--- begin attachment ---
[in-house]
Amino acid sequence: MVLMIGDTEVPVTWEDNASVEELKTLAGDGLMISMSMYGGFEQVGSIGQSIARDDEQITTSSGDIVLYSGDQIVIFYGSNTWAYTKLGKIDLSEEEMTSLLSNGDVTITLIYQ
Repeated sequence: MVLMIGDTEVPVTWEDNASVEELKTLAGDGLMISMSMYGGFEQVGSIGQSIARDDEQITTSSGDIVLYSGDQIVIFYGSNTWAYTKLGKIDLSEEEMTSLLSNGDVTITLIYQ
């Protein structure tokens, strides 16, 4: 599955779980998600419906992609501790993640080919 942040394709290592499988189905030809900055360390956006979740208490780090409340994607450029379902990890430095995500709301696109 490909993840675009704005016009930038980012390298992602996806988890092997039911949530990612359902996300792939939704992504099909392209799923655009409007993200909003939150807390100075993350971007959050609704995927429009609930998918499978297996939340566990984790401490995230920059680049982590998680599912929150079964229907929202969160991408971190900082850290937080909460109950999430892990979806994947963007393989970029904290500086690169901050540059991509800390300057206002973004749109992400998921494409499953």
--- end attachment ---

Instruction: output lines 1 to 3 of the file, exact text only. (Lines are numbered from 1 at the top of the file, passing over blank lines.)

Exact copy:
[in-house]
Amino acid sequence: MVLMIGDTEVPVTWEDNASVEELKTLAGDGLMISMSMYGGFEQVGSIGQSIARDDEQITTSSGDIVLYSGDQIVIFYGSNTWAYTKLGKIDLSEEEMTSLLSNGDVTITLIYQ
Repeated sequence: MVLMIGDTEVPVTWEDNASVEELKTLAGDGLMISMSMYGGFEQVGSIGQSIARDDEQITTSSGDIVLYSGDQIVIFYGSNTWAYTKLGKIDLSEEEMTSLLSNGDVTITLIYQ